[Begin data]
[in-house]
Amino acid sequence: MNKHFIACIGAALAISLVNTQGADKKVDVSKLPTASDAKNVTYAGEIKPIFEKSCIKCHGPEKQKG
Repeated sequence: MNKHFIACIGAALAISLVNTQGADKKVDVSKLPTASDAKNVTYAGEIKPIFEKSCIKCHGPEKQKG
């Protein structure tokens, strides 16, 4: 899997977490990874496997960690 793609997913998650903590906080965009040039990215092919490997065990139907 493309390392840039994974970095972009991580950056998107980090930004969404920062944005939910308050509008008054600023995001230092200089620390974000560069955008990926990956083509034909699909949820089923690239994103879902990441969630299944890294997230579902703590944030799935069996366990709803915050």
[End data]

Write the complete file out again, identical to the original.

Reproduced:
[in-house]
Amino acid sequence: MNKHFIACIGAALAISLVNTQGADKKVDVSKLPTASDAKNVTYAGEIKPIFEKSCIKCHGPEKQKG
Repeated sequence: MNKHFIACIGAALAISLVNTQGADKKVDVSKLPTASDAKNVTYAGEIKPIFEKSCIKCHGPEKQKG
């Protein structure tokens, strides 16, 4: 899997977490990874496997960690 793609997913998650903590906080965009040039990215092919490997065990139907 493309390392840039994974970095972009991580950056998107980090930004969404920062944005939910308050509008008054600023995001230092200089620390974000560069955008990926990956083509034909699909949820089923690239994103879902990441969630299944890294997230579902703590944030799935069996366990709803915050």